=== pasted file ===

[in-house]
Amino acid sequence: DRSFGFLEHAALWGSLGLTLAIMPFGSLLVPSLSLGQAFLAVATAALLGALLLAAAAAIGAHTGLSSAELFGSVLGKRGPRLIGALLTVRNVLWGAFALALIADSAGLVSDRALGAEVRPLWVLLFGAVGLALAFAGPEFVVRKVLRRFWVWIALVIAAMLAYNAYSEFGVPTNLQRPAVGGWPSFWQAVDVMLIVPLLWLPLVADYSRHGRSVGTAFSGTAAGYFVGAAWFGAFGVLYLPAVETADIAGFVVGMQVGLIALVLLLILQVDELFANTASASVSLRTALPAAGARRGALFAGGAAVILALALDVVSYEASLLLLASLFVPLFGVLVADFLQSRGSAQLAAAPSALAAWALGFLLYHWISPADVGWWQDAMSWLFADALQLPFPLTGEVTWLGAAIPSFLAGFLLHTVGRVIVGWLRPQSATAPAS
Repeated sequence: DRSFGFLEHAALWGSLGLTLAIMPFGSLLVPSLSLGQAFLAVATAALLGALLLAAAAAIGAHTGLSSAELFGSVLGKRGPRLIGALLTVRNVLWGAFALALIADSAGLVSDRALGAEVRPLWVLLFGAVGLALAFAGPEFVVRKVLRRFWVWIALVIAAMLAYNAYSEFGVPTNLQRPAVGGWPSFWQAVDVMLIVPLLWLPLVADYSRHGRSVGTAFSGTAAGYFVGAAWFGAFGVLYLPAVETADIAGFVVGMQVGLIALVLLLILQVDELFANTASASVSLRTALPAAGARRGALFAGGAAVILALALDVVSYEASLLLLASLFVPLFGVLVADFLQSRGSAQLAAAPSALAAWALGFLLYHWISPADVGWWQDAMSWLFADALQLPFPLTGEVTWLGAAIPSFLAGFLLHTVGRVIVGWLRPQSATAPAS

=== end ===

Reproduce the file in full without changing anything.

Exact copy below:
[in-house]
Amino acid sequence: DRSFGFLEHAALWGSLGLTLAIMPFGSLLVPSLSLGQAFLAVATAALLGALLLAAAAAIGAHTGLSSAELFGSVLGKRGPRLIGALLTVRNVLWGAFALALIADSAGLVSDRALGAEVRPLWVLLFGAVGLALAFAGPEFVVRKVLRRFWVWIALVIAAMLAYNAYSEFGVPTNLQRPAVGGWPSFWQAVDVMLIVPLLWLPLVADYSRHGRSVGTAFSGTAAGYFVGAAWFGAFGVLYLPAVETADIAGFVVGMQVGLIALVLLLILQVDELFANTASASVSLRTALPAAGARRGALFAGGAAVILALALDVVSYEASLLLLASLFVPLFGVLVADFLQSRGSAQLAAAPSALAAWALGFLLYHWISPADVGWWQDAMSWLFADALQLPFPLTGEVTWLGAAIPSFLAGFLLHTVGRVIVGWLRPQSATAPAS
Repeated sequence: DRSFGFLEHAALWGSLGLTLAIMPFGSLLVPSLSLGQAFLAVATAALLGALLLAAAAAIGAHTGLSSAELFGSVLGKRGPRLIGALLTVRNVLWGAFALALIADSAGLVSDRALGAEVRPLWVLLFGAVGLALAFAGPEFVVRKVLRRFWVWIALVIAAMLAYNAYSEFGVPTNLQRPAVGGWPSFWQAVDVMLIVPLLWLPLVADYSRHGRSVGTAFSGTAAGYFVGAAWFGAFGVLYLPAVETADIAGFVVGMQVGLIALVLLLILQVDELFANTASASVSLRTALPAAGARRGALFAGGAAVILALALDVVSYEASLLLLASLFVPLFGVLVADFLQSRGSAQLAAAPSALAAWALGFLLYHWISPADVGWWQDAMSWLFADALQLPFPLTGEVTWLGAAIPSFLAGFLLHTVGRVIVGWLRPQSATAPAS